Only items certified by eBay’s six approved grading services can include numeric grades in listings. These are ANACS, ICG, NGC, PCGS, PCGS Currency, and PMG. Some sellers interpret this to mean that they cannot mention other services or that they must crop the grading service name and grade out of photos. This is not necessary.

You are welcome to sell a coin in, for example, a SEGS MS-63 holder. You can include a photo of the holder showing the SEGS name and the MS-63 grade and can include SEGS in the title and description. eBay only requires that you:

  • Choose the “uncertified” instead of “certified” option when making the listing, and
  • Do not include MS-63 in the title or description.

10. It’s a lot of work

I spoke with an eBay representative at a recent Long Beach Coin Expo who, wanting to know how to help his customers, asked what kept me from selling even more. The answer was time. Between researching, pricing, photographing, listing, and shipping, a typical sale takes 45 to 60 minutes. Selling a collection or running an eBay business takes time. Consider what other activity you are willing to give up to get the time to sell.

Also, the time commitment means that you need to consider whether a sale is worth the effort. Spending an hour to earn $100 is definitely worth your time and spending an hour to earn $2 is definitely not. Decide on a dollar figure between these two numbers and pass on opportunities below this threshold.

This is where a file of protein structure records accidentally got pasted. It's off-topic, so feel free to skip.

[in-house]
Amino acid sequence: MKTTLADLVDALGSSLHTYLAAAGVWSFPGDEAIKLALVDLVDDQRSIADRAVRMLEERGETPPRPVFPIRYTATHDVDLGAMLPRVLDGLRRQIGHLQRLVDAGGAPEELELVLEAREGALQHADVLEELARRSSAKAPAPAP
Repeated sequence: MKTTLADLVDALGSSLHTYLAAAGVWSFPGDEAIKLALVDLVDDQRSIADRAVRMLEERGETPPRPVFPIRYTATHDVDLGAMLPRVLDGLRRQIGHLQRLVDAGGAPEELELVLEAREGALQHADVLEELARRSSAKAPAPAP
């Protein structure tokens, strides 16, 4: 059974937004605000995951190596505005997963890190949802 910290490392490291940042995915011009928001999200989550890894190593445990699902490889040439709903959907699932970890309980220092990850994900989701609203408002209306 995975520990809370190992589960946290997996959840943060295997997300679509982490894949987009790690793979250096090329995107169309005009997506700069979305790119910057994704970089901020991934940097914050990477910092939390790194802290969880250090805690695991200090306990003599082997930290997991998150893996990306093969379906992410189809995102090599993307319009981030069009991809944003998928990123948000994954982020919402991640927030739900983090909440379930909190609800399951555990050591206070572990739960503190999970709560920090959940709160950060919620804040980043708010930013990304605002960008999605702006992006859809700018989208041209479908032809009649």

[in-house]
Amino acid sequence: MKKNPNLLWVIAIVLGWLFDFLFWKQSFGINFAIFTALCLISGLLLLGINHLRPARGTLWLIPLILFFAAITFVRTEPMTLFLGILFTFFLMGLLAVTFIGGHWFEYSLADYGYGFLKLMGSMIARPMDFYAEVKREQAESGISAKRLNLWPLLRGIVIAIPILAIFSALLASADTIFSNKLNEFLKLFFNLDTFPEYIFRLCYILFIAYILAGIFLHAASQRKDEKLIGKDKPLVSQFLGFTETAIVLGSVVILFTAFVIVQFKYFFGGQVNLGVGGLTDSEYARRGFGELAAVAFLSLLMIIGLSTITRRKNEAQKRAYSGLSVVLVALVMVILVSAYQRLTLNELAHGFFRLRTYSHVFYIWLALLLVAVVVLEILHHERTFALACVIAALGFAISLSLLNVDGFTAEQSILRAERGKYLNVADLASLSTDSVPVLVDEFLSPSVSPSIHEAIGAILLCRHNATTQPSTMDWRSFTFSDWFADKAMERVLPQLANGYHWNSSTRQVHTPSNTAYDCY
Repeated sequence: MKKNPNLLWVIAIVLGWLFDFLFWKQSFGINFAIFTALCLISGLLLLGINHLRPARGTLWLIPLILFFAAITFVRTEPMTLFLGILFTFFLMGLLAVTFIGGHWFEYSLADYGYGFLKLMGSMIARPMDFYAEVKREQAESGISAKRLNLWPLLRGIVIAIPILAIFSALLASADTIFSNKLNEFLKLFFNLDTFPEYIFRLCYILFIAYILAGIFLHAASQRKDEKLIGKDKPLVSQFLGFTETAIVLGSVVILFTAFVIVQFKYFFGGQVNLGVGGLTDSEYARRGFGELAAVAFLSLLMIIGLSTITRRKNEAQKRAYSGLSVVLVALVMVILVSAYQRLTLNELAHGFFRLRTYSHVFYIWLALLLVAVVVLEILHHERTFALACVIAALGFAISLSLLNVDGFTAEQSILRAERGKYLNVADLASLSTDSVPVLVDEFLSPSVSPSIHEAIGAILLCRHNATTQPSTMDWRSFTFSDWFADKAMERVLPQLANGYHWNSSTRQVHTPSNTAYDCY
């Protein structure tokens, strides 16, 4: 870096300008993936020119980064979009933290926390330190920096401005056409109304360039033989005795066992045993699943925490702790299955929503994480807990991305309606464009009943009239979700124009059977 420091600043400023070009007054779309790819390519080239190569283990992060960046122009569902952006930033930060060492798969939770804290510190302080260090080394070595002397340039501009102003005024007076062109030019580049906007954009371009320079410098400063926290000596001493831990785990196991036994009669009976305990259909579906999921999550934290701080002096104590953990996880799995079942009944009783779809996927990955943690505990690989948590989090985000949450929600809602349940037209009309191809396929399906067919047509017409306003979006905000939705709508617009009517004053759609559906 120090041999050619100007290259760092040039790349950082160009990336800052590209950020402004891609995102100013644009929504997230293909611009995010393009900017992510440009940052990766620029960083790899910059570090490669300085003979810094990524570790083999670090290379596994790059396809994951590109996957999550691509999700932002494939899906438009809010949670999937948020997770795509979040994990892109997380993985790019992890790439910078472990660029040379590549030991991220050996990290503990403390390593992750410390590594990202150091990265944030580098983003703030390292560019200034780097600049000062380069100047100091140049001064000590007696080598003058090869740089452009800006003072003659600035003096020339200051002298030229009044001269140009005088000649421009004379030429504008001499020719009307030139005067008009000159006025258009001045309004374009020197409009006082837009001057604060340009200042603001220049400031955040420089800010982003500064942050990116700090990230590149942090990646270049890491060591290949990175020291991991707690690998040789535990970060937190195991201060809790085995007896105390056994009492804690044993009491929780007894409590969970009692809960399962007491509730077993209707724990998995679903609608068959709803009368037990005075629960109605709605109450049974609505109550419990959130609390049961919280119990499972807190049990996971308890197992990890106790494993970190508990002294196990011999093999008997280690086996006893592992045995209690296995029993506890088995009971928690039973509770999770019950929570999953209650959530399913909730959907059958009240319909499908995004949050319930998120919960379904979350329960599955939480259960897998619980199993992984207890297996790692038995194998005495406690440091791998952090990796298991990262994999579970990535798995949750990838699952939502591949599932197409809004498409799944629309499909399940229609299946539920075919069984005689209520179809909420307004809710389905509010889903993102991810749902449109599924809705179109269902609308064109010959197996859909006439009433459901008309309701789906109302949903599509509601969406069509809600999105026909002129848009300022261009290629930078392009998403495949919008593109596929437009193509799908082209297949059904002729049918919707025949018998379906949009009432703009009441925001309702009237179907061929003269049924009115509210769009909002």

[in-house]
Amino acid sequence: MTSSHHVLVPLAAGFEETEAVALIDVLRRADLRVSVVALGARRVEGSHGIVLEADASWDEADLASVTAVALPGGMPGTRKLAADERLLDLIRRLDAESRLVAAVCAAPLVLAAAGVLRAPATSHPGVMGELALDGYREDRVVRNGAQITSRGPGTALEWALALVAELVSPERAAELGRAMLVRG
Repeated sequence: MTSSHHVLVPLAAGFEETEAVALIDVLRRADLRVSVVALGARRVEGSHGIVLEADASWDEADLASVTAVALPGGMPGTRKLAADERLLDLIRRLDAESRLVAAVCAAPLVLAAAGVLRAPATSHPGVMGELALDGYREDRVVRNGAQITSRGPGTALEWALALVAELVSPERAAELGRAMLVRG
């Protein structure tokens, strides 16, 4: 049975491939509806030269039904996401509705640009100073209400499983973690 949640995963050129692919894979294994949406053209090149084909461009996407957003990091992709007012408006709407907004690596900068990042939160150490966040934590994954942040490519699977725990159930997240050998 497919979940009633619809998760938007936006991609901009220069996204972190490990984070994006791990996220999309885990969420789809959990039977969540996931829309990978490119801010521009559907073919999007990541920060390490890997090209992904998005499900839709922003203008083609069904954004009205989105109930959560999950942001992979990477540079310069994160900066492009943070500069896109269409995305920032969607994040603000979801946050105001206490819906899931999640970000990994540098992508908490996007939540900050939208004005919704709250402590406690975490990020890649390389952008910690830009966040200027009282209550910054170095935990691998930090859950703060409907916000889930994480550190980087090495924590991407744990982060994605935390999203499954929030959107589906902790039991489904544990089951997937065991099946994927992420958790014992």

11. eBay gives you free shipping supplies

At some point, you may sell enough to justify paying for an eBay store. In exchange for a monthly payment, you receive lower fees and other benefits. One of the lesser-known benefits is a $25 credit each three months on eBay-branded shipping supplies such as boxes, envelopes, and tape. They no longer publicize this credit and it takes some searching to find it. Once you do find the code, use it to buy 100 small padded envelopes that are perfect for coins for $26, or only $1 after the $25 discount.

To understand the coin market, you need to both buy and occasionally sell coins. The more you know about eBay and other sales avenues, the better equipped you are as you pursue our hobby.
 

6 COMMENTS

  1. Nice piece, David. I’ve always wondered about that Global Shipping Program. So there is no cost to you other than the cost to mail the items to KY?

  2. Your inadvertent bombshell disclosure in Point 7 that your French coins wound up in France certainly explains why all the certified earlier 20-franc gold rooster coins (1899-1906) are similarly difficult to find in the U.S.

  3. Playing cards are not our specialty area of knowledge, but I’m sure you might find interested bidders online in a sealed condition.

  4. Question: If one wants to submit a coin to PCGS, and the coin is already in ICG or another no-name holder, is it better to leave it in the holder and submit for a “crossover” grade, or remove the coin and submit it in a SAFLIP. Crossover grades cost a % of value while simple submissions do not. So is it worth paying the difference? Why?